One new group, Take America Back Texas, has been at the center of efforts to challenge left-wing protesters in Tyler and Weatherford. Leader Brian Phebus, 38, said its membership has surged to 10,000 over the past 2½ months, and he vowed that members will keep showing up at protests and other events where they fear there could be violence.
Wendi Rees, the director of public relations for Take Back America Texas, was part of a counter protest at Tyler City Square, which quickly escalated into a violent clash. “I think we have racist people in this country, but this country is not racist,” said Rees, who posed for a portrait at her home in Tyler on August 26. (Julia Robinson/For The Washington Post)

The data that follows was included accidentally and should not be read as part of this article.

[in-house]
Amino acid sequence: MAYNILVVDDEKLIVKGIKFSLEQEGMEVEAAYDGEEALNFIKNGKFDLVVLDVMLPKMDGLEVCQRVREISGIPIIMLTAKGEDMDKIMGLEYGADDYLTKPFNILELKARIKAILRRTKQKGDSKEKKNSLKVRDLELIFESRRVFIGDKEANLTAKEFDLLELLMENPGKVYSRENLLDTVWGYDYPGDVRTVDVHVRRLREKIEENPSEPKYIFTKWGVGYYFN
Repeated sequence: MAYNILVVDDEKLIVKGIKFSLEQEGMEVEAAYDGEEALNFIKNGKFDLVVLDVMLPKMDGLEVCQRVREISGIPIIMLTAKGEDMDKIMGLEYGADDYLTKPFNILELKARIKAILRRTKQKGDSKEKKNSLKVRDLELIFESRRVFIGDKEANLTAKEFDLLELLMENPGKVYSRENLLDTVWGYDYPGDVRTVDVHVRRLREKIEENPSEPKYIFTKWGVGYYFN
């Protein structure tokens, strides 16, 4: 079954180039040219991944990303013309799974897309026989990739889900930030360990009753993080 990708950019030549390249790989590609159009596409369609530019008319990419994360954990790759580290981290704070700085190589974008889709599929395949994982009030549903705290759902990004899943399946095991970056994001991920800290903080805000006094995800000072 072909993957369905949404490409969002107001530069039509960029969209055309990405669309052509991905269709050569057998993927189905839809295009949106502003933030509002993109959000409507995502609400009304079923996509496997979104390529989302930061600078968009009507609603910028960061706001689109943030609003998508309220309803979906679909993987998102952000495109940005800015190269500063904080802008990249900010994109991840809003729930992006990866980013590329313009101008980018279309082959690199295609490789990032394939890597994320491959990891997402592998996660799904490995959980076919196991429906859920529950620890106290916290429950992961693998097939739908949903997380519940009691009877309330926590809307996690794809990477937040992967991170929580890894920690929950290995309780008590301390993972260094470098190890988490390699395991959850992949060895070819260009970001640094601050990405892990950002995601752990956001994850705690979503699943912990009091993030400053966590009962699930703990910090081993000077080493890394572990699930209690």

Group member Wendi Rees, a conservative, White suburban mother in Tyler, said: “We believe our country is being taken from us. Our constitutional rights, our Second Amendment rights, our First Amendment are all being threatened. So people like me, we have had enough, and we are not going to sit back it let it happen anymore.”
The country’s hostile political climate has challenged local police departments, especially in small towns unaccustomed to dealing with protests and large crowds of people who hold opposing political views. Police agencies face accusations that they are not doing enough to protect social-justice and anti-brutality protesters.